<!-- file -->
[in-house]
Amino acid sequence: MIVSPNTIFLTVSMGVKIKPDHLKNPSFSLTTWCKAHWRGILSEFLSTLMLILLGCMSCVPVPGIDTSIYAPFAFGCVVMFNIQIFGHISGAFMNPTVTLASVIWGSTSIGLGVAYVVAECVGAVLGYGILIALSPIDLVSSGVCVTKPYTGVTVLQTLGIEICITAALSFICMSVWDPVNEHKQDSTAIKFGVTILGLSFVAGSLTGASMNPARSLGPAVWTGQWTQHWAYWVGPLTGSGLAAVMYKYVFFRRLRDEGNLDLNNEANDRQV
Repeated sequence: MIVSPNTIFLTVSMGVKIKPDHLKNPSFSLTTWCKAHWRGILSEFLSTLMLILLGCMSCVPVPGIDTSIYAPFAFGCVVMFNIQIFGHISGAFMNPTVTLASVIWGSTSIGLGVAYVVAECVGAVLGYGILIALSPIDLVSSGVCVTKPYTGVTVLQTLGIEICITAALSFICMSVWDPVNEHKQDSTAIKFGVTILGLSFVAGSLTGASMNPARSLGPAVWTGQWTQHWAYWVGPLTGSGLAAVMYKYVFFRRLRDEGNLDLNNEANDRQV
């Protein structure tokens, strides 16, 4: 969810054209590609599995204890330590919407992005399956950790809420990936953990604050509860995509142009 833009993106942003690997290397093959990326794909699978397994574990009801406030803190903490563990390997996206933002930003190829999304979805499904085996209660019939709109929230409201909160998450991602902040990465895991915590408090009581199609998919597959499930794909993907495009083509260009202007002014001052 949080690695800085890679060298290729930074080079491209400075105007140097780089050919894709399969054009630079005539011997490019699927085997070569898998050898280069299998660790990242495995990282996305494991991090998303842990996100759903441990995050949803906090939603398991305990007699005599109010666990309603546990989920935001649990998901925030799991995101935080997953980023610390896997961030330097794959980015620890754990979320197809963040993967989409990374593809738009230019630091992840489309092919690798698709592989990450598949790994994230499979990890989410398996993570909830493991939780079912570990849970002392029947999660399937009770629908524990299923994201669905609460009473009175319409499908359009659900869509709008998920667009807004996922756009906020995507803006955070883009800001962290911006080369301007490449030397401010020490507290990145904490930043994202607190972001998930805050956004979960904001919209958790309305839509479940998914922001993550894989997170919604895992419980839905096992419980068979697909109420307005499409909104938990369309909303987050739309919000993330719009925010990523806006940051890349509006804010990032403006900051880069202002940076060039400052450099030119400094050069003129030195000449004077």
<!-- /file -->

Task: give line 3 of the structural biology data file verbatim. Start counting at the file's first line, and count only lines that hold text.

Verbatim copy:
Repeated sequence: MIVSPNTIFLTVSMGVKIKPDHLKNPSFSLTTWCKAHWRGILSEFLSTLMLILLGCMSCVPVPGIDTSIYAPFAFGCVVMFNIQIFGHISGAFMNPTVTLASVIWGSTSIGLGVAYVVAECVGAVLGYGILIALSPIDLVSSGVCVTKPYTGVTVLQTLGIEICITAALSFICMSVWDPVNEHKQDSTAIKFGVTILGLSFVAGSLTGASMNPARSLGPAVWTGQWTQHWAYWVGPLTGSGLAAVMYKYVFFRRLRDEGNLDLNNEANDRQV